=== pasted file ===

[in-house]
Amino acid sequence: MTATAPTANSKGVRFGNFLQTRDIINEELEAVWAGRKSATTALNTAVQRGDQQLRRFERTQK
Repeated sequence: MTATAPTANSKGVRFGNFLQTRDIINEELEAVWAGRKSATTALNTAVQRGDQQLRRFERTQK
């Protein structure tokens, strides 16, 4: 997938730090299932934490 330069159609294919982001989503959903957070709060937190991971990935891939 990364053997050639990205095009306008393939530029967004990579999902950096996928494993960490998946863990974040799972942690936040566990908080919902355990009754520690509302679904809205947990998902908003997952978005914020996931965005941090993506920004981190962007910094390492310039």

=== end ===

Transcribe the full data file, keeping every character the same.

[in-house]
Amino acid sequence: MTATAPTANSKGVRFGNFLQTRDIINEELEAVWAGRKSATTALNTAVQRGDQQLRRFERTQK
Repeated sequence: MTATAPTANSKGVRFGNFLQTRDIINEELEAVWAGRKSATTALNTAVQRGDQQLRRFERTQK
């Protein structure tokens, strides 16, 4: 997938730090299932934490 330069159609294919982001989503959903957070709060937190991971990935891939 990364053997050639990205095009306008393939530029967004990579999902950096996928494993960490998946863990974040799972942690936040566990908080919902355990009754520690509302679904809205947990998902908003997952978005914020996931965005941090993506920004981190962007910094390492310039």